This is a special blog for my CrossFit Western Front family.
Some people in the fitness industry have issues with CrossFit. They think it’s a ‘cult’, or it’s not a safe workout environment: amateurs doing Olympic movements. I personally have not seen any of this in my eight months at CFWF. What I have seen, and become part of, is an immense sense of community.
When I joined CFWF I was new to Ipswich. I say new because I hadn’t lived here for 13 years. The people I did know were friends from my younger years, and I was getting to know all over again, as an adult.
I remember my first few sessions at CFWF, I was blown away by how friendly, approachable and helpful everyone was. I tried to hide away at the back each class but it didn’t stop everyone from showing support and ensuring I knew what I had to do. As I became friends with more individuals in this community, my journey, and my blog were exposed. They have been there as I battled through chemo, and listened as I discussed every decision I have had to make since. They have encouraged and celebrated every milestone with me, from my first puffs of hair growth to my first RX’d WOD.
I’ve said it before and I’ll say it again, I have already felt blessed by the support and generosity of so many people through this journey: friends, family and strangers. Having to move home for treatment meant I had to pack up my life in London without notice, which was a challenge financially. I am thankful I was able to move back to my family home and be supported by the parents. I’ve never been good at receiving; I prefer to give. Independent Rochelle has been challenged every day to accept support from others.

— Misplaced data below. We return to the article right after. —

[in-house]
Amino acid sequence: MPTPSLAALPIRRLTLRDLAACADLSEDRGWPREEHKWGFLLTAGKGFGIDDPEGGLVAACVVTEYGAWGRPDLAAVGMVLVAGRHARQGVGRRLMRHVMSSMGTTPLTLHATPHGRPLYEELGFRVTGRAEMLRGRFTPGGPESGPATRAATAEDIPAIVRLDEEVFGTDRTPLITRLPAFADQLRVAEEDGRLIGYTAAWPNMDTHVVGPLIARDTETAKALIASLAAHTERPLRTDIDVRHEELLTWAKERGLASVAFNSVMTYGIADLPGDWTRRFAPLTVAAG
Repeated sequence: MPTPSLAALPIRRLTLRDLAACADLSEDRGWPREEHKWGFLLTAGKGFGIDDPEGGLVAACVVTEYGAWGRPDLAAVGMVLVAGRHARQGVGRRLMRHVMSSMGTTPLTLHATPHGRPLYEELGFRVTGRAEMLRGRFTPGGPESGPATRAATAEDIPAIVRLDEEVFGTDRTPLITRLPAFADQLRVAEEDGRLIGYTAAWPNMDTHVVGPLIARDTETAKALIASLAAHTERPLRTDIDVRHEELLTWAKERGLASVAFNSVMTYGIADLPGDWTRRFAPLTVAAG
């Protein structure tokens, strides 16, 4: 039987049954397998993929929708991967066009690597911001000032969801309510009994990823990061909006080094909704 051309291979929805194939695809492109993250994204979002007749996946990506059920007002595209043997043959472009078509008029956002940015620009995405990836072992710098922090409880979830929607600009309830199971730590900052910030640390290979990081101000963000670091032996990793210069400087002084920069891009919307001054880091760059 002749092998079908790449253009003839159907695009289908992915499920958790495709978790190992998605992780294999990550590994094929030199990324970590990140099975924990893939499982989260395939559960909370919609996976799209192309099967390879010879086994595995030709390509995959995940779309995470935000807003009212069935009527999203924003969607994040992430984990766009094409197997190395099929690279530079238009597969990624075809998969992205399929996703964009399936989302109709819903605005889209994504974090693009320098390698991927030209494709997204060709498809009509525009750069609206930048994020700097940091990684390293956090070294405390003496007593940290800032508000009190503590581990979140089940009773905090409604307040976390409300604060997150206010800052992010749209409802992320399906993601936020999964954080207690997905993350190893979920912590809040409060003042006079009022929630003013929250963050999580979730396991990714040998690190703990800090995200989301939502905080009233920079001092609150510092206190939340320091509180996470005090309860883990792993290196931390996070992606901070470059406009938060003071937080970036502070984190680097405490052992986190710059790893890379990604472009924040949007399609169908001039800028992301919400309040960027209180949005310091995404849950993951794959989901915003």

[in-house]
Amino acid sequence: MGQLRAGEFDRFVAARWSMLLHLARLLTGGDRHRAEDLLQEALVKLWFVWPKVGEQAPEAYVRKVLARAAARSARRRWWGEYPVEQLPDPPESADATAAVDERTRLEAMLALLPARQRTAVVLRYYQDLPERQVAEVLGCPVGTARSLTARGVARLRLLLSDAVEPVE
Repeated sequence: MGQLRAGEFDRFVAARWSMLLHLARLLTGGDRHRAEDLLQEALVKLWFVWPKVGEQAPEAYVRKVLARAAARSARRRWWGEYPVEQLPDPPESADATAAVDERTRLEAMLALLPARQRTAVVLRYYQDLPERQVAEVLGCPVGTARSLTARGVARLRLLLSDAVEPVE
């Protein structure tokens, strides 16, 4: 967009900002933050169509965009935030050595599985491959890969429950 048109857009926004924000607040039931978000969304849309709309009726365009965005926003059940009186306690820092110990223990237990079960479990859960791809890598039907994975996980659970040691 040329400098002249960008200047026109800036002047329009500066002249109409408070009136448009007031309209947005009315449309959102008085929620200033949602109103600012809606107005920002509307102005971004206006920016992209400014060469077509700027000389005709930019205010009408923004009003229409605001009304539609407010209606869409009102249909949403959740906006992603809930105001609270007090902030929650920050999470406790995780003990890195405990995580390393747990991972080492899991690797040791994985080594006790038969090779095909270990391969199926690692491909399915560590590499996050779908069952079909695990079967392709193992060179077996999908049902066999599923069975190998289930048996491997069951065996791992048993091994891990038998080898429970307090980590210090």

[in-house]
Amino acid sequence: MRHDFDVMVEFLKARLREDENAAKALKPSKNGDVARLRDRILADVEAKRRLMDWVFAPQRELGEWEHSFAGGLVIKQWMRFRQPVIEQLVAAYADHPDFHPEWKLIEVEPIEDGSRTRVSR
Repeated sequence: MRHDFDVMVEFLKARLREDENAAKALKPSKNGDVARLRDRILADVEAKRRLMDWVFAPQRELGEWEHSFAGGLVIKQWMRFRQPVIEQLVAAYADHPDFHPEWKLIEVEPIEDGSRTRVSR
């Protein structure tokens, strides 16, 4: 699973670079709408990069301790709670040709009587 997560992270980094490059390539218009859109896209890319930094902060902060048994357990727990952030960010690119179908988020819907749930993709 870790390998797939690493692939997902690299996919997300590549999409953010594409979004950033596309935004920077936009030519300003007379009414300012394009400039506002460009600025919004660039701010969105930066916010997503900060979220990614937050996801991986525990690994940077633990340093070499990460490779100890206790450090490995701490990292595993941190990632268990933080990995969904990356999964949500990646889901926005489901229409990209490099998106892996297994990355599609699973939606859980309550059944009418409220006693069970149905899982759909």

When I was weighing up the cost of having treatment done privately, a friend suggested I start my own ‘crowdfunding’. People crowdfund for a variety of reasons: from starting their own company to IVF treatment. But how could I ask people to support my cancer treatment? I felt that my friends’ have already given so much, and I’m not good at asking. He suggested I set a goal – the half marathon, perhaps – and fundraise to complete it. But most of my friends know I would do that anyway. I considered fundraising for a Breast Cancer Organisation, but again, I struggled with the thought of asking people to give. I would never do well working for a charity.
This brings me to the purpose of this blog. A secret group was established and members of my CF have been hatching a plan to fundraise some money to support the cost of my surgery. The cat was let out of the bag and I was finally informed of this the other day. Words cannot express how much this has touched me. And especially as I know how much people have already given this year at other fundraising events at our CF.
They have been creative in their approach and have created a month of dares: If you complete the dare, you don’t pay; if you do, the person who has nominated pays $10; and so it continues. The dares are: complete 200 burpees, WOD in your undies or row 5km.
This morning the first victim, Paige, completed 200 burpees. The fact that she completed this dare, while she was sick and after the workout, means just as much as if she had paid $10. The other great thing about this fundraiser is that the dares continue while I am recovering from surgery. I won’t be able to work out, but I will still feel part of the community.
To everyone at the box, I say a big thank you for being gracious in this fundraising event. I think there will be a lot of ‘extra’ fit people by the end of August, or everyone will know each other on a more personal level (with the amount of people excited about working out in their undies.) And hopefully I still have some friends at the end of this…